Teachers Miss Their students But Make the Best of the Situation

By Danielle Cohen and Maya Kachroo

As time in quarantine goes on, Distance Learning has become the new norm for students and teachers alike. Most people, through difficulty, have become accustomed to the new form of learning, as there is little hope for change in the future. 

While most students are not fans of Distance Learning, it seems that most teachers are not either. Many teachers miss the social component of physically going to school and being able to speak to and interact with their students in person. They are, however, making the best of the situation and are adapting their lessons to distance learning.

“I don’t like not getting to see anybody… the personal interaction component is out and it’s disappointing,” said Toni Kiernan, English teacher. “Things that would take minutes for me to explain before take me hours now, and I’m still trying to adjust to the amount of work I should give and expect from students. I also can’t respond as thoroughly to student work,” she adds.

Teachers find themselves missing valuable face to face interaction. The connection that in-person interactions bring to a lesson helps for both students and teachers to understand each other.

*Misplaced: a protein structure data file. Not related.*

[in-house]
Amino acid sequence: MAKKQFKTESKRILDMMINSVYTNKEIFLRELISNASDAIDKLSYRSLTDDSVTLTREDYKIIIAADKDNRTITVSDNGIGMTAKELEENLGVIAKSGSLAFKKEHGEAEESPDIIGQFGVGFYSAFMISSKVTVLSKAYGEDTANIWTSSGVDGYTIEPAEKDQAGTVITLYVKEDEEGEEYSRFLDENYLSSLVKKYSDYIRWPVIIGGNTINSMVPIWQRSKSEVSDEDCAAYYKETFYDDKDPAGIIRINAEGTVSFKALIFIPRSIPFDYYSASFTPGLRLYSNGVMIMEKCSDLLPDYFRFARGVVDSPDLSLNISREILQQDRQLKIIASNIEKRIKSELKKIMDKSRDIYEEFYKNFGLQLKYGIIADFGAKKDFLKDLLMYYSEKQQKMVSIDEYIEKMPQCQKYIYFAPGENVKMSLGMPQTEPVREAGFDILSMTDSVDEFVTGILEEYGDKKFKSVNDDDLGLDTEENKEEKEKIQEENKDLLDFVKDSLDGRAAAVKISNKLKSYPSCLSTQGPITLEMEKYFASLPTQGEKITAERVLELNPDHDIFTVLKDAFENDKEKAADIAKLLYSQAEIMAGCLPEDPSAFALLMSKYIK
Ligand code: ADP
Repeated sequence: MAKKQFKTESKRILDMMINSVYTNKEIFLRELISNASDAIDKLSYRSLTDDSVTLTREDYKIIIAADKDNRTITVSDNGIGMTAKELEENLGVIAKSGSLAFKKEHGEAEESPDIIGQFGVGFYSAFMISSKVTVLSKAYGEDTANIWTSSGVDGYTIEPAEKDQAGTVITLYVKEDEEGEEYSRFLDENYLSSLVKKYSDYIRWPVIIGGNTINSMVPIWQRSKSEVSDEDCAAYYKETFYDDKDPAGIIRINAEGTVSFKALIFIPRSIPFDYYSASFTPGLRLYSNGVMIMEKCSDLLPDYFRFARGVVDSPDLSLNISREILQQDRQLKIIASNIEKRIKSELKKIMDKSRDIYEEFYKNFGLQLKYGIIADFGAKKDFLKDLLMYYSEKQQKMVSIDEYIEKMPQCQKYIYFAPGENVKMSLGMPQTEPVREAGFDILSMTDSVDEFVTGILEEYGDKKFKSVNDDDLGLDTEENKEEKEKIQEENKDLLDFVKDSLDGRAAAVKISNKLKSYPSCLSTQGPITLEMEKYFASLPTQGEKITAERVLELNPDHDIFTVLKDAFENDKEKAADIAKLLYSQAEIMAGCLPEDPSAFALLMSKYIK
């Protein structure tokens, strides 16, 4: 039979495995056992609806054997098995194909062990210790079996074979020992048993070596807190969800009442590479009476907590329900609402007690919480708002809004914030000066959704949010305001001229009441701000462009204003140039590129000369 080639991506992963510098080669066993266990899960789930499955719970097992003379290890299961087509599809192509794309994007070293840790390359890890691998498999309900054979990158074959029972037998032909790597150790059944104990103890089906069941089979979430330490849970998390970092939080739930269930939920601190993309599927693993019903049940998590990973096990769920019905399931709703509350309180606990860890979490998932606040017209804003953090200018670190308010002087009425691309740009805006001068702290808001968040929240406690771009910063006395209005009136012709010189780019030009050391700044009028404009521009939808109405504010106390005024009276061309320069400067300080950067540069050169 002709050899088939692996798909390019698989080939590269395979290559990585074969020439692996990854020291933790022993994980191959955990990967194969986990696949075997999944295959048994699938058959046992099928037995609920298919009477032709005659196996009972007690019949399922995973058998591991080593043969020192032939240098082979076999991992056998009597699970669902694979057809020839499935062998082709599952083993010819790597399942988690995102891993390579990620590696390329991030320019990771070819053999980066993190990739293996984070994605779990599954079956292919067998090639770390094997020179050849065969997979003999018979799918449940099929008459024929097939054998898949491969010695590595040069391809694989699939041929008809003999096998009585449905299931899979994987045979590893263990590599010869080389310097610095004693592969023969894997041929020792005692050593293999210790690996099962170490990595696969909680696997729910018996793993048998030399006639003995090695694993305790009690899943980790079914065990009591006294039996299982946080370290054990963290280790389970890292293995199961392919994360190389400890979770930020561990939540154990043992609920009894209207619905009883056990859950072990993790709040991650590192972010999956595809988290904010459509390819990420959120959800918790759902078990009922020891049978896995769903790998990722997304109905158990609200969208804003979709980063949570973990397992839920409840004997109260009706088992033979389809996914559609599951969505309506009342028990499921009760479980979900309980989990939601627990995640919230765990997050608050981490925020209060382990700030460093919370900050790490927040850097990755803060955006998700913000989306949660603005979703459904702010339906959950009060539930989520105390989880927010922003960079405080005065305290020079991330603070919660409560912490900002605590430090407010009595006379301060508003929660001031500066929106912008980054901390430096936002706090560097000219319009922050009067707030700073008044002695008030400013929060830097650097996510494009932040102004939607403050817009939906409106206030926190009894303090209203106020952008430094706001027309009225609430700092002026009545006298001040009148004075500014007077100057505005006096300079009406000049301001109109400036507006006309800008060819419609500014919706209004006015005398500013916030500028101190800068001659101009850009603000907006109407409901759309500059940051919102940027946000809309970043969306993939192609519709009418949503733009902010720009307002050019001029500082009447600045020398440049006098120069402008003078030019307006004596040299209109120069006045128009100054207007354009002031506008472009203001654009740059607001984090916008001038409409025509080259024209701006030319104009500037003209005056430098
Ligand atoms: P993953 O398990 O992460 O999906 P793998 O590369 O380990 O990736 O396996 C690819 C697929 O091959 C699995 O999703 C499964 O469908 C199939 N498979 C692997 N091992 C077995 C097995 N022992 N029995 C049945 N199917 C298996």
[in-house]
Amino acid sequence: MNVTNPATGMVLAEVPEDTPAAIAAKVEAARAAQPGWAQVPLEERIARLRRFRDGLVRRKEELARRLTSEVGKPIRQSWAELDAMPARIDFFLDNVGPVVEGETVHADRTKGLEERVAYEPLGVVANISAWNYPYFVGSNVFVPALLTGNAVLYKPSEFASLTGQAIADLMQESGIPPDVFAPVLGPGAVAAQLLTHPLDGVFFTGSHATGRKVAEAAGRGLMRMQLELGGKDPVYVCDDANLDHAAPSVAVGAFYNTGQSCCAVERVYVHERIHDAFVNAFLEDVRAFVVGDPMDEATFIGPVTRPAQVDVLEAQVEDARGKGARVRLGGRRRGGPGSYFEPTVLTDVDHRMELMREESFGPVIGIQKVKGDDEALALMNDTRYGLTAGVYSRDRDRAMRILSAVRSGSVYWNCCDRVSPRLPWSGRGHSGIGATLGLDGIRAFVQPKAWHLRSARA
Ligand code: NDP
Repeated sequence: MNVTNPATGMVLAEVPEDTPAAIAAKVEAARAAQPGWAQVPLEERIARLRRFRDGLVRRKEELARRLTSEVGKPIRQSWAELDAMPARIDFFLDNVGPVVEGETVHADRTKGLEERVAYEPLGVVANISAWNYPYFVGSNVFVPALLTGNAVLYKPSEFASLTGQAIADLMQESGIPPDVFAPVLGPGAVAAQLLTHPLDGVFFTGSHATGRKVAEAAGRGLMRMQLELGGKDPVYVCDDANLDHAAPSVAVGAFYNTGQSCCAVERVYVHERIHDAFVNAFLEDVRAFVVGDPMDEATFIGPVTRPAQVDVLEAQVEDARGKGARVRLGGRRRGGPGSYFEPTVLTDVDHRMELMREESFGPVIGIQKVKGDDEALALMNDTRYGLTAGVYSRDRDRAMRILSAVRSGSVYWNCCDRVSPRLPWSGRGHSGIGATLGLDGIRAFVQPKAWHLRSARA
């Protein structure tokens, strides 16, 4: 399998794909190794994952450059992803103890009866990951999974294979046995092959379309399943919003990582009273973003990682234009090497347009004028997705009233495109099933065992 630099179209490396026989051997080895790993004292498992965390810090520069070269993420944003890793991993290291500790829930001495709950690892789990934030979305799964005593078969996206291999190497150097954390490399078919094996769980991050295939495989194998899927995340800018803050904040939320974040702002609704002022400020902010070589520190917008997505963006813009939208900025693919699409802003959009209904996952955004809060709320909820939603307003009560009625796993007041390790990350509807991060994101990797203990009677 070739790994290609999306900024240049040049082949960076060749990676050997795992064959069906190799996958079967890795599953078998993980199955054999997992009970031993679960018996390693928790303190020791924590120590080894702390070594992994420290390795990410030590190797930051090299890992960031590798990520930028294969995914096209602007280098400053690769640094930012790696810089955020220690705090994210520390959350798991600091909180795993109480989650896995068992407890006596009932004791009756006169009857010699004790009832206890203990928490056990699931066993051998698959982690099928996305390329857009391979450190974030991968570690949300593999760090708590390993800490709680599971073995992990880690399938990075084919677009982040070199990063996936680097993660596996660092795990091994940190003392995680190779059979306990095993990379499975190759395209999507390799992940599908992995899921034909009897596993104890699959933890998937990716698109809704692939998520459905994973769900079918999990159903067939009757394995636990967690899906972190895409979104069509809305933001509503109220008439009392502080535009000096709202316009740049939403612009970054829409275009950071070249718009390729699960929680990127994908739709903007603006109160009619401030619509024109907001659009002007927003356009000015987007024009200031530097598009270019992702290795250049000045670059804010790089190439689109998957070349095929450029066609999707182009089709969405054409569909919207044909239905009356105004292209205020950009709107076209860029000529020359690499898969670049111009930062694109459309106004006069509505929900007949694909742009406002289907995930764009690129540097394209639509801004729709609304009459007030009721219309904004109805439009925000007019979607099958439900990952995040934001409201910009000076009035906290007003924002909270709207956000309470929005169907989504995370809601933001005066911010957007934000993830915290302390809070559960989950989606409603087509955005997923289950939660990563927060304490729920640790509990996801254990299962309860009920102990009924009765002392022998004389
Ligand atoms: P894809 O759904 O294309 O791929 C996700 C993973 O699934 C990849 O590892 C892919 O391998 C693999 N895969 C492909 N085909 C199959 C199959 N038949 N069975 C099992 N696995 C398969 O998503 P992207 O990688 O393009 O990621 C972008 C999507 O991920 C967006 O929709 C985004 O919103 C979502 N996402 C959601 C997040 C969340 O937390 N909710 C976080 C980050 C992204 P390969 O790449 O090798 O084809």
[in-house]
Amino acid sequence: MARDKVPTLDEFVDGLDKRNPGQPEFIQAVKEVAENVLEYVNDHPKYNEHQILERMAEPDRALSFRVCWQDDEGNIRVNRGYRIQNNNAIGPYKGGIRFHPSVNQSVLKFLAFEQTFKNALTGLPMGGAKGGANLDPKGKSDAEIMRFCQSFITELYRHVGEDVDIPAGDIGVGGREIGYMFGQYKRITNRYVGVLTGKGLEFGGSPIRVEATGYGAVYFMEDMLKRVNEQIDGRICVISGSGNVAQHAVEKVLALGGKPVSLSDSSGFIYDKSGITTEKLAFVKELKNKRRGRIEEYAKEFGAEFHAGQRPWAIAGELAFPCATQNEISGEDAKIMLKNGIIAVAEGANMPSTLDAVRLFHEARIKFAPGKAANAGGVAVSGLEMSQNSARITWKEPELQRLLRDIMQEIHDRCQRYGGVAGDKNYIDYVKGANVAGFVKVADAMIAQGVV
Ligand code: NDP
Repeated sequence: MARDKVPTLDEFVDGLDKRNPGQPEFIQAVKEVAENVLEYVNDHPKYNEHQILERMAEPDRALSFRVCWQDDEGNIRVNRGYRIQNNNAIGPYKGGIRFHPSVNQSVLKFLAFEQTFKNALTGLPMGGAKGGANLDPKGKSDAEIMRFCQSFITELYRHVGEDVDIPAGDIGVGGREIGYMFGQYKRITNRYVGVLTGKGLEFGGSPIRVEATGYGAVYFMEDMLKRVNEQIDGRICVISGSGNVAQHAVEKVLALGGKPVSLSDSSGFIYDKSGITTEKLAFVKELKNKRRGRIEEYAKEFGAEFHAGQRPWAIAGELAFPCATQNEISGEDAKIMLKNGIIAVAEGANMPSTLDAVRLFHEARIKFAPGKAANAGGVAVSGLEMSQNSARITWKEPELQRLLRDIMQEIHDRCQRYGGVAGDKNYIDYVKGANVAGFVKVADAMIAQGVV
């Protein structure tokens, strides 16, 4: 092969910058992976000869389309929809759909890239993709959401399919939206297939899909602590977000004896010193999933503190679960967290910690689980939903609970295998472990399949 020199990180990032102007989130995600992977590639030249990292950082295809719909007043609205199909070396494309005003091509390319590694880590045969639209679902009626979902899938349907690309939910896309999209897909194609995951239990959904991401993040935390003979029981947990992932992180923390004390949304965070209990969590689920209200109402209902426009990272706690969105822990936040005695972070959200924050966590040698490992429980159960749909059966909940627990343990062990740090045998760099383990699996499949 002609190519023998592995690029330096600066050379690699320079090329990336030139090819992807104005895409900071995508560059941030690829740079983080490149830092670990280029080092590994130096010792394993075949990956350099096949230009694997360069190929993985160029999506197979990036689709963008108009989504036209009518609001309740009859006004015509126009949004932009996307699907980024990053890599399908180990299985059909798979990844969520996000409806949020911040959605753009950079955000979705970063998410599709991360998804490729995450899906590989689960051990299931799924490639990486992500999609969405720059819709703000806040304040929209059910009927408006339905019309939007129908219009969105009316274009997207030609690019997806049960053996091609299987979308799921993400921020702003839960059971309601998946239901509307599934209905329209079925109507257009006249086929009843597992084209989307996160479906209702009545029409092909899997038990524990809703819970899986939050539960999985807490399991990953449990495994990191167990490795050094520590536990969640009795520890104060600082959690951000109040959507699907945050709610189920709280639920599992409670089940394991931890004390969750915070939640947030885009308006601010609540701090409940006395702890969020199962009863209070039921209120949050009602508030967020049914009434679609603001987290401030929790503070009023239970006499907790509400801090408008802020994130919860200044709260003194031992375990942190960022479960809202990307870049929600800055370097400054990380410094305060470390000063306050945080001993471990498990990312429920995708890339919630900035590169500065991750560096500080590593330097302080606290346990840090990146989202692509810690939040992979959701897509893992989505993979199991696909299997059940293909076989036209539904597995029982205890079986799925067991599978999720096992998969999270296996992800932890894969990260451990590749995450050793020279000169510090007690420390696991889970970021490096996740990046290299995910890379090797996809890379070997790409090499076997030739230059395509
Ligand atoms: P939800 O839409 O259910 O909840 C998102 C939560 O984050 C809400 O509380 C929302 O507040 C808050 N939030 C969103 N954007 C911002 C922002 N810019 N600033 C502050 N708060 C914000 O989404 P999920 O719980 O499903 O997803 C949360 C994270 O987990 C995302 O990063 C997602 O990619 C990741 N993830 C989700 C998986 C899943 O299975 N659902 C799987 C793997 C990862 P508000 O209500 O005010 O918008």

“I don’t like being unable to interact with students as a group. I miss the laughs and absurd moments. They don’t happen as often while giving written feedback on essay outlines and drafts. I also don’t have a great sense of how easy or difficult things are for people. And my eyes kind of glaze over after hours of staring at Google docs.” says Anne Langan, English teacher. 

Some classes rely on in-person activities such as Auto. Classes that are based on hands-on activities are at a loss, and teachers are finding it difficult to transition to online learning. 

“I do not like this distance learning stuff because Automotive is supposed to be a hands-on thing like working on cars but now that we are having this pandemic, I’ve already changed my teaching style because I would never use google classroom this often and the students are not able to watch Macgyver” says Steve Hopper, Advanced Auto teacher. 

While most teachers are not happy with the current Distance Learning, they recognize that there is no logical alternative. 

“I think distance learning has its pros and its cons, but there is only one option for us right now, and that’s for us to get through this together,” says Brianne Koribanick, English teacher.